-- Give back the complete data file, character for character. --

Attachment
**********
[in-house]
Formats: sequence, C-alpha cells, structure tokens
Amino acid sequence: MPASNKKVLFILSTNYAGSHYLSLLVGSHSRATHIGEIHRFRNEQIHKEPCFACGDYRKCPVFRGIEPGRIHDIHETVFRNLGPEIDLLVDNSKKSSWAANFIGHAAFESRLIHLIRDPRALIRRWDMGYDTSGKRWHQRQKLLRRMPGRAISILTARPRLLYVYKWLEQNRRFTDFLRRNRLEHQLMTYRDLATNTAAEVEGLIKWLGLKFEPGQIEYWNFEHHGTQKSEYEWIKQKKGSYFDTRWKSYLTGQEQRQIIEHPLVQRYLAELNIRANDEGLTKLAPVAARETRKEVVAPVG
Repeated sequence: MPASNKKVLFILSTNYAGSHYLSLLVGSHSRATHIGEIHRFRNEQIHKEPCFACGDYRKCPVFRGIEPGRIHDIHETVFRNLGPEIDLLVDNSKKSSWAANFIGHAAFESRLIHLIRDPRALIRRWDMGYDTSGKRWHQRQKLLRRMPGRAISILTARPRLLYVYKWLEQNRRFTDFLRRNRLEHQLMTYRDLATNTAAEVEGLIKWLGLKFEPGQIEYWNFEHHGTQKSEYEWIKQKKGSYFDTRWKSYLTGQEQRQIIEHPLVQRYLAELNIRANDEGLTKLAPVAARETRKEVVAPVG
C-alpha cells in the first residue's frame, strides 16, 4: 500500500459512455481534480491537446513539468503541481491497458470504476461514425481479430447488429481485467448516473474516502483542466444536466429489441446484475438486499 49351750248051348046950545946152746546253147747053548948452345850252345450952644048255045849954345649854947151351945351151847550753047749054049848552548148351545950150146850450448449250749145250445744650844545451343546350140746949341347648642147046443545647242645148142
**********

[in-house]
Formats: sequence, C-alpha cells, structure tokens
Amino acid sequence: MPASNKKVLFILSTNYAGSHYLSLLVGSHSRATHIGEIHRFRNEQIHKEPCFACGDYRKCPVFRGIEPGRIHDIHETVFRNLGPEIDLLVDNSKKSSWAANFIGHAAFESRLIHLIRDPRALIRRWDMGYDTSGKRWHQRQKLLRRMPGRAISILTARPRLLYVYKWLEQNRRFTDFLRRNRLEHQLMTYRDLATNTAAEVEGLIKWLGLKFEPGQIEYWNFEHHGTQKSEYEWIKQKKGSYFDTRWKSYLTGQEQRQIIEHPLVQRYLAELNIRANDEGLTKLAPVAARETRKEVVAPVG
Repeated sequence: MPASNKKVLFILSTNYAGSHYLSLLVGSHSRATHIGEIHRFRNEQIHKEPCFACGDYRKCPVFRGIEPGRIHDIHETVFRNLGPEIDLLVDNSKKSSWAANFIGHAAFESRLIHLIRDPRALIRRWDMGYDTSGKRWHQRQKLLRRMPGRAISILTARPRLLYVYKWLEQNRRFTDFLRRNRLEHQLMTYRDLATNTAAEVEGLIKWLGLKFEPGQIEYWNFEHHGTQKSEYEWIKQKKGSYFDTRWKSYLTGQEQRQIIEHPLVQRYLAELNIRANDEGLTKLAPVAARETRKEVVAPVG
C-alpha cells in the first residue's frame, strides 16, 4: 500500500459512455481534480491537446513539468503541481491497458470504476461514425481479430447488429481485467448516473474516502483542466444536466429489441446484475438486499 49351750248051348046950545946152746546253147747053548948452345850252345450952644048255045849954345649854947151351945351151847550753047749054049848552548148351545950150146850450448449250749145250445744650844545451343546350140746949341347648642147046443545647242645148142